Although most models bring the remains of Lorenzo into Ireland and the UK, there’s still a lot of uncertainty about its exact track and how quickly it will fill and dissipate. As expected Met Eireann have now made Lorenzo the first named storm of the season because it will hit them first. It looks like the UKMO will only ever get the opportunity to name a storm if it comes in across the northwest of Scotland, because if it comes in from the west Met Eireann will name it and if it comes in from the southwest Meteo France will nab it too. Interestingly Met Eireann have issued an amber and yellow warning for strong or gale force SE’ly winds that veer W’ly for the whole of Ireland, none of those namby pamby Met Office yellow doughnut shapes for them – I love it.
Meteogroup and the BBC (at 2.30 PM on Wednesday at any rate) are using an unknown NWP model – possibly from the UKMO or ECMWF – that takes Lorenzo southeast across Ireland, across Wales and into central southern England as a rapidly filling feature.
This would correspond well with the strong wind warning for SE’ly winds for Northern Ireland issued by the Met Office for Thursday, in which the Met Office expect no more than 60 MPH gusts – as usual with the aforementioned doughnut shape and ridiculous precision they love to employ in all of their warnings these days.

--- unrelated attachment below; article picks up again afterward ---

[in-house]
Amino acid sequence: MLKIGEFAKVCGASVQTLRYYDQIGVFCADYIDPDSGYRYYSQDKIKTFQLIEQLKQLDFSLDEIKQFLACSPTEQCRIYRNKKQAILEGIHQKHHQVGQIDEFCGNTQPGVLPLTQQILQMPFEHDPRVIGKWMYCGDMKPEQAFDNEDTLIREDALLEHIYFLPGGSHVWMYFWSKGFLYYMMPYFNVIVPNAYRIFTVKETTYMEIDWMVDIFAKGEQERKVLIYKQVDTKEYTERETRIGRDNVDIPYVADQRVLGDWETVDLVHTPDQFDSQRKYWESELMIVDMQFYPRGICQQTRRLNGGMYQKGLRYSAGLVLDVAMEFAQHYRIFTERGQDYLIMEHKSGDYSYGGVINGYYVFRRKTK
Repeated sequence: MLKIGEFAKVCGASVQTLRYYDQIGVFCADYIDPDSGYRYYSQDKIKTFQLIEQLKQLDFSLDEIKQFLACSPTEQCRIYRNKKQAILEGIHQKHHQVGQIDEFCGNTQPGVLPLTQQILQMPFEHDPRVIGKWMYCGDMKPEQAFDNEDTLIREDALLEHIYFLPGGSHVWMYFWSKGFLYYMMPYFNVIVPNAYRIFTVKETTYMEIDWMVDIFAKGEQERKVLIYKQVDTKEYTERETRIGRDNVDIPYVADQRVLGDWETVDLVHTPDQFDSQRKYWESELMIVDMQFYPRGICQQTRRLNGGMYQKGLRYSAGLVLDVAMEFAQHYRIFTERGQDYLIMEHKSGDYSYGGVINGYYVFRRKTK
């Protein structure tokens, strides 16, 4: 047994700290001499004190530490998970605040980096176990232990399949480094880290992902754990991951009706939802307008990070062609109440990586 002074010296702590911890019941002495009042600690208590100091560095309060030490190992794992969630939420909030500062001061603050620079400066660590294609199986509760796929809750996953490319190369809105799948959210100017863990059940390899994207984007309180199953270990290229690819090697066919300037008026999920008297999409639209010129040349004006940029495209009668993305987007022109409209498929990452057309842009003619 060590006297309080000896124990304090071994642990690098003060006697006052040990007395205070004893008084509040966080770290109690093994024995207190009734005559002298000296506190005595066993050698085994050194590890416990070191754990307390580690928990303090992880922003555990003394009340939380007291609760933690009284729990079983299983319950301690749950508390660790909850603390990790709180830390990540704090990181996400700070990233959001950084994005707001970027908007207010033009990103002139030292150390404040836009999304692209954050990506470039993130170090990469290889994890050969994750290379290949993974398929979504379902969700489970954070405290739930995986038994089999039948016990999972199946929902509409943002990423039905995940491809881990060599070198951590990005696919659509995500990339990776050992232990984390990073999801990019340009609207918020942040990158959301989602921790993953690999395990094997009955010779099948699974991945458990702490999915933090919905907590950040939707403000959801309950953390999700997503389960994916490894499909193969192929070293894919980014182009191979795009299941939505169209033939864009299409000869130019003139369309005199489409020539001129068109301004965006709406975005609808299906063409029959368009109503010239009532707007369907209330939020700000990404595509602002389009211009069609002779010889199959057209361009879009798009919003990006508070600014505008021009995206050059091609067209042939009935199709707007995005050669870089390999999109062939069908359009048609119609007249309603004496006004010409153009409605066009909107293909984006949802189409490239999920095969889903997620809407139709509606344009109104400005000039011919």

The Met Office do have a second warning in force for the extreme southwest of England on Friday that talks of a spell strong westerly winds with maximum gusts of 65 MPH. This kind of ties in with the NWP in the BBC graphics, but on the strength of the gradient you would hardly expect gusts as high as this.
All this is fine of course if Lorenzo behaves itself and follows this track and fills rapidly as it does so. Meanwhile the GFS and the ICON model paint quite a different picture. This is the ICON model which takes Lorenzo in a curving arc into western Scotland. This would produce strong or gale force SW’ly winds in Northern Ireland and nothing but a moderate to fresh W’ly over the southwest.
The GFS model arcs the track of Lorenzo a little further north than the UKMO model does, taking Lorenzo across Northern Ireland and then southeast across the Irish Sea and the Midlands and into the continent.
I think that the wording of the warnings issued both by the Met Office and Met Eireann highlight the differences in the NWP models they are using. Presumably the Irish are using their own Hirlam model, but who knows what NWP model the BBC are employing, it’s certainly not the GFS, so it’s got to be either the UKMO or ECMWF efforts. I certainly can’t see how the Met Office can justify gusts to 65 knots in the southwest on Friday from this series of charts.
Finally, It looks like the NHC have followed the UKMO solution.